Aster’s Good , Right Things

Aster’s Good, Right Things by Kate Gordon
Published by: Riveted Press|Yellow Brick Books
Date: 1 November 2020
R.R.P. $14.99

When you read my thoughts on this book, you are probably going to think it sounds dark, but in reality, it isn’t as dark as it may seem. 
It certainly is deep. 
If you’ve been there, I feel like your experience of the story will be different from others that read it.
For tweens that read it, I feel like they will relate to the many and various aspects of the development of the story- loneliness, striving to be the very best, courage, growth, parental separation, friendship, loss and family.
What I love most is that it gives mental illness a voice in a way that tweens and teens will understand and relate to. 
This book is an important one.
One that has been most impacting on me this year.

Aster’s Good, Right Things, is about a girl who attends a school for gifted children, but Aster doesn’t feel special at all. Each day she challenges herself to do a ‘good right thing’ which is setting herself the challenge of making someone else’s life better. No one knows about this and if she doesn’t do it she feels like everything will go wrong. Life changes when she meets Xavier and she feels more free than she ever has.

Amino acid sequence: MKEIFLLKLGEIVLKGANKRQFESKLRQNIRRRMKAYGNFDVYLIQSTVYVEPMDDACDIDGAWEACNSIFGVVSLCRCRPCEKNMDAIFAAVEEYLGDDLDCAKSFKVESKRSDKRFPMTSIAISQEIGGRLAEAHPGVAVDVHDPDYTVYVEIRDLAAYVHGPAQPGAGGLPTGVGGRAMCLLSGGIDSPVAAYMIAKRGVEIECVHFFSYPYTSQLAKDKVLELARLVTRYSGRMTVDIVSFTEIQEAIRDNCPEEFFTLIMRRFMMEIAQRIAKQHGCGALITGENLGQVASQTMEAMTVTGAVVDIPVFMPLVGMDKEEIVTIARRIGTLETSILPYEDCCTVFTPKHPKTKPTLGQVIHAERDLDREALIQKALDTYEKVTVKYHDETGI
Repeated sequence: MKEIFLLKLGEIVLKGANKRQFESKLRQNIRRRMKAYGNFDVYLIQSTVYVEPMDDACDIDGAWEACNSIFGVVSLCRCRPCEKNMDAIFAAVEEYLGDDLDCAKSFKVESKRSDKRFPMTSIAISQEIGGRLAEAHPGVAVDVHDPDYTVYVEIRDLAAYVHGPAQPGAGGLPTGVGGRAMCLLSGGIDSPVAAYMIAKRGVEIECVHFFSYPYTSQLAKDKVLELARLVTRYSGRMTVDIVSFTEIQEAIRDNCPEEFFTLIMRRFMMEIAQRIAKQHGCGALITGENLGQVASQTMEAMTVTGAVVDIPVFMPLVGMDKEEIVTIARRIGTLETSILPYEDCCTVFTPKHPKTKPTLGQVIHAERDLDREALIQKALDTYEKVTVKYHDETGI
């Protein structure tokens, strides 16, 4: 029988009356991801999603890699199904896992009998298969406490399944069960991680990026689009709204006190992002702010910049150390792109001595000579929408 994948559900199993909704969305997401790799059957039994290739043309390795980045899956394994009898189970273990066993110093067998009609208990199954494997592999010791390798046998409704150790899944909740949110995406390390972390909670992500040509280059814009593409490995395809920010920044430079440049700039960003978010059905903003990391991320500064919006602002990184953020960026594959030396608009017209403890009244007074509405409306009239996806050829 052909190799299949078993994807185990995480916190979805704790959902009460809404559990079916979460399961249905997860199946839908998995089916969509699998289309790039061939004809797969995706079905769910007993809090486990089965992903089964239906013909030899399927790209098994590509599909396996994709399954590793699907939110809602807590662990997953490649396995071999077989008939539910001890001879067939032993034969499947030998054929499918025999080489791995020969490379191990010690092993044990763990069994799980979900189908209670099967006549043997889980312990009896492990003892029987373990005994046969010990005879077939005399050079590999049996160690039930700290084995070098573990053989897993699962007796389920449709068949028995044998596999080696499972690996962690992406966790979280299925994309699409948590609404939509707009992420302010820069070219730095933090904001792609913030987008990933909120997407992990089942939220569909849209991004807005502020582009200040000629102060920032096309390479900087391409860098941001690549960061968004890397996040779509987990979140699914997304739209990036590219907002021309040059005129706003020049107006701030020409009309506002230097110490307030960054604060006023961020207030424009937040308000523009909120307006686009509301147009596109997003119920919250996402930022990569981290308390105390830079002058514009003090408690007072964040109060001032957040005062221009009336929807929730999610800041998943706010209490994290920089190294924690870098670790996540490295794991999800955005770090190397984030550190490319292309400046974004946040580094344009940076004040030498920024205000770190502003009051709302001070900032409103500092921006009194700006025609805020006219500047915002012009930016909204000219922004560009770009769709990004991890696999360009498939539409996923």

Aster is a very lovable character, and author Kate Gordon did so well bringing her to life. As I turned each page, I felt like I was walking alongside her. In a way, I was right beside her through every moment she experienced. From doing her ‘good right thing‘ each day and the heaviness of its representation to meeting Xavier and making another unlikely friendship, I was right there, watching on, feeling helpless but also celebrating the joys.

While Asters ‘good right things‘ were a hugely significant aspect of this book, I won’t spoil by going into them further as I feel they are part of the story that you need to discover for yourself. However, there were so many other vital parts that Kate brought to life. 

I must have looked joyful, in that moment. I must have looked as if I had not one care in the world. But the thing was…The noise was still there. The biting monsters were still there. They never went away, properly. They were just waiting. But you wouldn’t know it, to look at me.

These words jumped out of the page at me when Aster bought them to life – the noise and the monsters are a great description, and life experience shows that mental illness can easily be hidden. For anyone that has had even the smallest glimpse into mental illness will understand where Aster is coming from. They will recognise the loneliness of living with it. Asters Good Right Things is a poignant book that I would have benefited from when I was 12 years old and the biting monsters challenged me. 

It’s not sadness. Or numbness, like dad says he feels sometimes. It begins as a kind of creeping dread and a kind of mushrooming and a kind of tsunami of too much. And then the noise comes, and the monsters come, and they take over everything.

When Aster talks about her hiding days and says the words “Why Can’t anyone fix me?”